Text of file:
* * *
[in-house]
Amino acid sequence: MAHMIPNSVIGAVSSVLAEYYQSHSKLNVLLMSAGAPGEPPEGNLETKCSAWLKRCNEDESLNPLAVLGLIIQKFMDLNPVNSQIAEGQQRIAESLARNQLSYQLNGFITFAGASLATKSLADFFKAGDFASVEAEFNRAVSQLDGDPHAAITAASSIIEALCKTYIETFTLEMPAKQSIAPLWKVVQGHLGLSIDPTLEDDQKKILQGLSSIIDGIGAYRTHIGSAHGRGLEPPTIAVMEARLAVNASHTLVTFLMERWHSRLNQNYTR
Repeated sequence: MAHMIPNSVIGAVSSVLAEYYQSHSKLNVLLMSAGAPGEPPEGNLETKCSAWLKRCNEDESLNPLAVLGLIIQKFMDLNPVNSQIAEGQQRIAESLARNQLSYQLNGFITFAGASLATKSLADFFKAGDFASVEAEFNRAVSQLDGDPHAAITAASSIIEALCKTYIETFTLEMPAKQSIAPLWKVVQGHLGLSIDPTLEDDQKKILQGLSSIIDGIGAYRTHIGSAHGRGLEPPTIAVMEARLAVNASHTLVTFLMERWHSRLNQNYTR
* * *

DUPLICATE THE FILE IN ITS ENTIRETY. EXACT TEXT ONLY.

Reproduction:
[in-house]
Amino acid sequence: MAHMIPNSVIGAVSSVLAEYYQSHSKLNVLLMSAGAPGEPPEGNLETKCSAWLKRCNEDESLNPLAVLGLIIQKFMDLNPVNSQIAEGQQRIAESLARNQLSYQLNGFITFAGASLATKSLADFFKAGDFASVEAEFNRAVSQLDGDPHAAITAASSIIEALCKTYIETFTLEMPAKQSIAPLWKVVQGHLGLSIDPTLEDDQKKILQGLSSIIDGIGAYRTHIGSAHGRGLEPPTIAVMEARLAVNASHTLVTFLMERWHSRLNQNYTR
Repeated sequence: MAHMIPNSVIGAVSSVLAEYYQSHSKLNVLLMSAGAPGEPPEGNLETKCSAWLKRCNEDESLNPLAVLGLIIQKFMDLNPVNSQIAEGQQRIAESLARNQLSYQLNGFITFAGASLATKSLADFFKAGDFASVEAEFNRAVSQLDGDPHAAITAASSIIEALCKTYIETFTLEMPAKQSIAPLWKVVQGHLGLSIDPTLEDDQKKILQGLSSIIDGIGAYRTHIGSAHGRGLEPPTIAVMEARLAVNASHTLVTFLMERWHSRLNQNYTR